Planning commission hears Shores proposal
The Jamestown Planning Commission recommended a building project to the zoning board during its meeting last Wednesday after a presentation was made on behalf of Mark and Jeanne Girard, who intend to rebuild and expand on a plot of land at 7 Bark Ave.
The Girards appeared before the commission to prove that their plans were in agreement with the town’s high water ordinance.
Town Planner Lisa Bryer explained the purpose of the high water ordinance.
“It’s for the purpose of protecting ground water in the Jamestown Shores area and regulating storm water run-off,” she said.
John Lawless, a professional engineer employed by the Girard family, spoke to the commission about the current structure on the lot and the couple’s future plans. The lot is currently occupied by a single-family house that was built in the 1940s and has a conventional septic system that was installed in 1981.
The Girards intend to build a 1,686-square-foot dwelling with a new septic system that includes a nitrogen-removing system, according to Lawless. The plan has already been approved by the town’s engineer, he added.
Bryer said that before construction starts, there are a multitude of tests that must be done on the property, including tests on water tables and soil.
Debate swung back and forth over the amount of impervious surface on the property. “Impervious surface” refers to the amount of property that is covered by structures, thus limiting the amount of rainwater infiltration in the ground. Lawless explained to the commission that there will be 600 less square feet of pervious surface under the proposed plan.
He also indicated that the site was graded to direct water away from the on-site wastewater treatment system and the adjacent lots, preventing flooding.
This is the third house on Bark Avenue to come before the commission in the last four years regarding the high water ordinance.
After Lawless presented, architect Julia Gerald provided a summary of the projected dwelling. Both presenters commented that the house is consistent with other dwellings being built in the Jamestown Shores area.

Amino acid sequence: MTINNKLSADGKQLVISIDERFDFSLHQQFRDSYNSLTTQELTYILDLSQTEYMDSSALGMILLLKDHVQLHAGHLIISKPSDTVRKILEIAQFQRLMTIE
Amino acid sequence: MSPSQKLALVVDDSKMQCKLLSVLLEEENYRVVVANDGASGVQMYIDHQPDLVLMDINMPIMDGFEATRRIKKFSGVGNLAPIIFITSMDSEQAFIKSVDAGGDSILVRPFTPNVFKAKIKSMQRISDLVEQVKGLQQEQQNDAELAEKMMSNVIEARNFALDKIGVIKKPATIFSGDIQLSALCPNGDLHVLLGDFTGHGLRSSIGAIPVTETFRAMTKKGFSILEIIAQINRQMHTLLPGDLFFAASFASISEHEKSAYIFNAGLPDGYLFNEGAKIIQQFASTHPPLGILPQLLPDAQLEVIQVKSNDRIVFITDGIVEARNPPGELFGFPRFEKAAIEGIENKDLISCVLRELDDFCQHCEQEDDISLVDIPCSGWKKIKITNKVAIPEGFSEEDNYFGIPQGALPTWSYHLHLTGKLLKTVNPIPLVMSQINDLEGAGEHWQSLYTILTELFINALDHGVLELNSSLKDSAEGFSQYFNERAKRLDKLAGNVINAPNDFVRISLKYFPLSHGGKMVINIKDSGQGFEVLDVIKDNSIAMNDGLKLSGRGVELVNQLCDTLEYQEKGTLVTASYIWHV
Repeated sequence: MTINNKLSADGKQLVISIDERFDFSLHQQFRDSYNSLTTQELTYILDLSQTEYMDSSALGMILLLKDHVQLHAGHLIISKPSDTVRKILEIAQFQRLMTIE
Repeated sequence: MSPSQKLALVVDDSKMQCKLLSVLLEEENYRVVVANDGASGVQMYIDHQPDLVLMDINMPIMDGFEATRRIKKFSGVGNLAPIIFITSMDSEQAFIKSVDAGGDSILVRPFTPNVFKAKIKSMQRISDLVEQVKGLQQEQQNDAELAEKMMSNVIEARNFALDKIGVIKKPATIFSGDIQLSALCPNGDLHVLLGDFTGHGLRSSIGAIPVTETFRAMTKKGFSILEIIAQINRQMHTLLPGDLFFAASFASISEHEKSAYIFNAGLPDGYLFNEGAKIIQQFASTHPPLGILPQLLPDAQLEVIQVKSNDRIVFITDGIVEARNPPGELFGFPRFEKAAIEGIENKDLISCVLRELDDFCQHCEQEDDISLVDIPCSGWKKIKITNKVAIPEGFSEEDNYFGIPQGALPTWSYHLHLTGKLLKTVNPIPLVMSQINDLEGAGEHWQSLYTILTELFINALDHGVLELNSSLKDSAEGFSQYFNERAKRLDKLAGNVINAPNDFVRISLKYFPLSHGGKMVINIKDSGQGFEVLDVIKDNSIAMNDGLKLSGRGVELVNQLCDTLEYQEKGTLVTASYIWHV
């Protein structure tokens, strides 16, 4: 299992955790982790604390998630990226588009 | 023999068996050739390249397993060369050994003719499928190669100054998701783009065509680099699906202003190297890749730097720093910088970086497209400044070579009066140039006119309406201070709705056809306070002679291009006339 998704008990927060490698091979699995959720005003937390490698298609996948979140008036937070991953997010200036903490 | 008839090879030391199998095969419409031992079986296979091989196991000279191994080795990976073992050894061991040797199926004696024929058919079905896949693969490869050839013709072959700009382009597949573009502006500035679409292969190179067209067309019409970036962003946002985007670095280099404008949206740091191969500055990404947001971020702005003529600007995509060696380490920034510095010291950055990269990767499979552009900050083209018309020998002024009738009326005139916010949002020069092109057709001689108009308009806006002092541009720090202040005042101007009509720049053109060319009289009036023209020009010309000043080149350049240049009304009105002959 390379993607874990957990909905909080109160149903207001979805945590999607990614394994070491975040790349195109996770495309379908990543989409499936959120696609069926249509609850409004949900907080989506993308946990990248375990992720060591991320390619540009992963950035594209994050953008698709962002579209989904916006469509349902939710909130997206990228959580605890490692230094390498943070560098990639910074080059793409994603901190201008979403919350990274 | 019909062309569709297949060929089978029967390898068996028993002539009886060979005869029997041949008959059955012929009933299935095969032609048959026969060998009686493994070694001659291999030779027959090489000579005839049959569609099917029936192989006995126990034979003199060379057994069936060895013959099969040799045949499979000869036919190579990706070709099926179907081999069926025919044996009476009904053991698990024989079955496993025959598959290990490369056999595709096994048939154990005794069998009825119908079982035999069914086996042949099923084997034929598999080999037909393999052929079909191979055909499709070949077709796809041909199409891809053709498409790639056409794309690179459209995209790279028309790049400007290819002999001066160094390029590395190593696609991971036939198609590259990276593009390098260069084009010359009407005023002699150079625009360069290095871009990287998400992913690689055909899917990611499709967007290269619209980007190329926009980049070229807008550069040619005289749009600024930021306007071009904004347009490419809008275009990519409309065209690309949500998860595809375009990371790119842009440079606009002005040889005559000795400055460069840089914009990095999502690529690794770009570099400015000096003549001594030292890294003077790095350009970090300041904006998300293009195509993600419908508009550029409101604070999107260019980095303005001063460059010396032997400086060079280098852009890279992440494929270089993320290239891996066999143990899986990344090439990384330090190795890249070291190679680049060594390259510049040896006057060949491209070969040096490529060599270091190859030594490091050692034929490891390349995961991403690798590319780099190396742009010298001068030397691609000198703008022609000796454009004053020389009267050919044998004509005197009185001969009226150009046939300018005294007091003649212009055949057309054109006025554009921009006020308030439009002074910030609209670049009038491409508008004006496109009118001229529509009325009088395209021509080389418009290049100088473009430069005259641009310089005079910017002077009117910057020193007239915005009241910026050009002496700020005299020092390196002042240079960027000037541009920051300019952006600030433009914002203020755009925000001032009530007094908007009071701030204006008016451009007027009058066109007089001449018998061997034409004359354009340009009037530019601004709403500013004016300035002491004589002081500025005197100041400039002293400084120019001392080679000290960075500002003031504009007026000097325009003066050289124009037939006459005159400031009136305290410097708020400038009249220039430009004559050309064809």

Lot size has implications for the ease with which a system can be installed, Bryer said.
“The smaller the lot, the more problems you have in trying to fit a house, a well and a septic system,” she said. The lot in question is more than 17,000 square feet, bringing it closer to a double lot, she said.
After the presentation and discussion, the commission voted unanimously to recommend the application to the zoning board for approval. A date for the approval has not been set. Commission Chair Michael Swistak recommended that the commission include its findings of fact with the motion. The commission concluded that the new septic system design was an improvement on the old one, the storm water design mitigated retention, the plan had been passed by the town engineer and that the lot in question was oversized.
The meeting’s final portion was dedicated to a lingering issue with the ordinance and the minimum lot size found in Table 3.2. The table currently says the minimum lot size for the R20 section of the island is 200,000 square feet.
Bryer said a change is necessary because “basically, there are no 200,000 square foot lots in R20.”
The commission agreed to have Bryer compile a list of all 100,000- and 200,000-squarefoot lots for its next meeting.
The Planning Commission will meet again on Jan. 7 at 7:30 p.m. at Town Hall.